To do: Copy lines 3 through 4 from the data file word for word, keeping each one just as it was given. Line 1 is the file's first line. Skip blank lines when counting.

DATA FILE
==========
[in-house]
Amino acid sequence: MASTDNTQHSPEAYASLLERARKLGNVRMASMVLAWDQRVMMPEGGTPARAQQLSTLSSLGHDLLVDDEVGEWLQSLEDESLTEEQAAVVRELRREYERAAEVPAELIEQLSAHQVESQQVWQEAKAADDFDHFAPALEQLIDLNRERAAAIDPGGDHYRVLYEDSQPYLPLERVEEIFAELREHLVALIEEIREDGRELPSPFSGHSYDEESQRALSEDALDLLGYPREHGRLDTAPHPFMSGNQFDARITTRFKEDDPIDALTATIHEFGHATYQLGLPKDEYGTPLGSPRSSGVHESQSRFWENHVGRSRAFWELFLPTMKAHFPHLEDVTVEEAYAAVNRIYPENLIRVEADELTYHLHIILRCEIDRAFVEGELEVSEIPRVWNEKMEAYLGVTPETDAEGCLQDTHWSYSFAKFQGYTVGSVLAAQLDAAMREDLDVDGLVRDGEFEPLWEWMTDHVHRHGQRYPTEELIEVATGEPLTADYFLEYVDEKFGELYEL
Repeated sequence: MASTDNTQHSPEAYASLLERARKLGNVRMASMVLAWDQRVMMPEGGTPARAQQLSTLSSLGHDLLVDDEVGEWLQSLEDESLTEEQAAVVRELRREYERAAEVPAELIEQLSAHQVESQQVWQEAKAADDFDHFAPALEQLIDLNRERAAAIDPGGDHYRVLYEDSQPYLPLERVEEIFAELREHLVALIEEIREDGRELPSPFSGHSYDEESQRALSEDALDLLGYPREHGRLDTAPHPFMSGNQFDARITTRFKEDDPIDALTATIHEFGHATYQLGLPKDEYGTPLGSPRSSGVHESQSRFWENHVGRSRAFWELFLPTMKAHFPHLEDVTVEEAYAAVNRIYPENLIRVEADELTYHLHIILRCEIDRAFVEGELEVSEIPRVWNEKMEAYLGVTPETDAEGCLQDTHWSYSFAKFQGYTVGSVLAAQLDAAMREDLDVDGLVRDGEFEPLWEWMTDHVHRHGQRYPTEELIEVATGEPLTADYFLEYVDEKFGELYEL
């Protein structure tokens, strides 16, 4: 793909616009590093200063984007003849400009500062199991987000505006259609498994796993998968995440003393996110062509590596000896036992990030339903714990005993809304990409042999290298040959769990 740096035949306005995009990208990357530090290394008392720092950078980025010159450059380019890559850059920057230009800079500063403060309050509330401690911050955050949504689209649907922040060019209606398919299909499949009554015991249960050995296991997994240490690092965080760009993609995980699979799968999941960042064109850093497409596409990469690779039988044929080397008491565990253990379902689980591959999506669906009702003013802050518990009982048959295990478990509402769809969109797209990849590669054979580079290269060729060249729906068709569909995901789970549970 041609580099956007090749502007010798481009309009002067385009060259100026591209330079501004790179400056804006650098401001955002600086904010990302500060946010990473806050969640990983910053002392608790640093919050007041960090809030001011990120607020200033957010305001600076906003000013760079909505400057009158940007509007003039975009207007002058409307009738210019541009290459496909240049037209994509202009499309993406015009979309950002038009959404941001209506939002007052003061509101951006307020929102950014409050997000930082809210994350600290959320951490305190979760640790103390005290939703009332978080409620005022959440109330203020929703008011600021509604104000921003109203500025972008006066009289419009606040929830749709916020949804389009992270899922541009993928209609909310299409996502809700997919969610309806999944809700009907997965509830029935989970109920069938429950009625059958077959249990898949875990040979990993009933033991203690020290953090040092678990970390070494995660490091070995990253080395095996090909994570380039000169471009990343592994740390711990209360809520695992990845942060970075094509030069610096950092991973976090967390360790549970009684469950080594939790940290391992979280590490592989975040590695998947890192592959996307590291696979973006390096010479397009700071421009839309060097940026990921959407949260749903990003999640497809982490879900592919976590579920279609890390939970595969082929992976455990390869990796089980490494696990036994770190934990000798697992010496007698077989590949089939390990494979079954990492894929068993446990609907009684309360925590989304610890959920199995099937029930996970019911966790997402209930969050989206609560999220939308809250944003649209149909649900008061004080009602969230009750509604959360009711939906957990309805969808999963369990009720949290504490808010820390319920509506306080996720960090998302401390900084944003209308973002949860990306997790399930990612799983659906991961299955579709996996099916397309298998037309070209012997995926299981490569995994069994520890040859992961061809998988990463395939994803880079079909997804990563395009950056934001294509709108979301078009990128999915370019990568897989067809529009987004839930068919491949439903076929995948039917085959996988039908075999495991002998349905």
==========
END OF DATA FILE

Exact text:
Repeated sequence: MASTDNTQHSPEAYASLLERARKLGNVRMASMVLAWDQRVMMPEGGTPARAQQLSTLSSLGHDLLVDDEVGEWLQSLEDESLTEEQAAVVRELRREYERAAEVPAELIEQLSAHQVESQQVWQEAKAADDFDHFAPALEQLIDLNRERAAAIDPGGDHYRVLYEDSQPYLPLERVEEIFAELREHLVALIEEIREDGRELPSPFSGHSYDEESQRALSEDALDLLGYPREHGRLDTAPHPFMSGNQFDARITTRFKEDDPIDALTATIHEFGHATYQLGLPKDEYGTPLGSPRSSGVHESQSRFWENHVGRSRAFWELFLPTMKAHFPHLEDVTVEEAYAAVNRIYPENLIRVEADELTYHLHIILRCEIDRAFVEGELEVSEIPRVWNEKMEAYLGVTPETDAEGCLQDTHWSYSFAKFQGYTVGSVLAAQLDAAMREDLDVDGLVRDGEFEPLWEWMTDHVHRHGQRYPTEELIEVATGEPLTADYFLEYVDEKFGELYEL
């Protein structure tokens, strides 16, 4: 793909616009590093200063984007003849400009500062199991987000505006259609498994796993998968995440003393996110062509590596000896036992990030339903714990005993809304990409042999290298040959769990 740096035949306005995009990208990357530090290394008392720092950078980025010159450059380019890559850059920057230009800079500063403060309050509330401690911050955050949504689209649907922040060019209606398919299909499949009554015991249960050995296991997994240490690092965080760009993609995980699979799968999941960042064109850093497409596409990469690779039988044929080397008491565990253990379902689980591959999506669906009702003013802050518990009982048959295990478990509402769809969109797209990849590669054979580079290269060729060249729906068709569909995901789970549970 041609580099956007090749502007010798481009309009002067385009060259100026591209330079501004790179400056804006650098401001955002600086904010990302500060946010990473806050969640990983910053002392608790640093919050007041960090809030001011990120607020200033957010305001600076906003000013760079909505400057009158940007509007003039975009207007002058409307009738210019541009290459496909240049037209994509202009499309993406015009979309950002038009959404941001209506939002007052003061509101951006307020929102950014409050997000930082809210994350600290959320951490305190979760640790103390005290939703009332978080409620005022959440109330203020929703008011600021509604104000921003109203500025972008006066009289419009606040929830749709916020949804389009992270899922541009993928209609909310299409996502809700997919969610309806999944809700009907997965509830029935989970109920069938429950009625059958077959249990898949875990040979990993009933033991203690020290953090040092678990970390070494995660490091070995990253080395095996090909994570380039000169471009990343592994740390711990209360809520695992990845942060970075094509030069610096950092991973976090967390360790549970009684469950080594939790940290391992979280590490592989975040590695998947890192592959996307590291696979973006390096010479397009700071421009839309060097940026990921959407949260749903990003999640497809982490879900592919976590579920279609890390939970595969082929992976455990390869990796089980490494696990036994770190934990000798697992010496007698077989590949089939390990494979079954990492894929068993446990609907009684309360925590989304610890959920199995099937029930996970019911966790997402209930969050989206609560999220939308809250944003649209149909649900008061004080009602969230009750509604959360009711939906957990309805969808999963369990009720949290504490808010820390319920509506306080996720960090998302401390900084944003209308973002949860990306997790399930990612799983659906991961299955579709996996099916397309298998037309070209012997995926299981490569995994069994520890040859992961061809998988990463395939994803880079079909997804990563395009950056934001294509709108979301078009990128999915370019990568897989067809529009987004839930068919491949439903076929995948039917085959996988039908075999495991002998349905």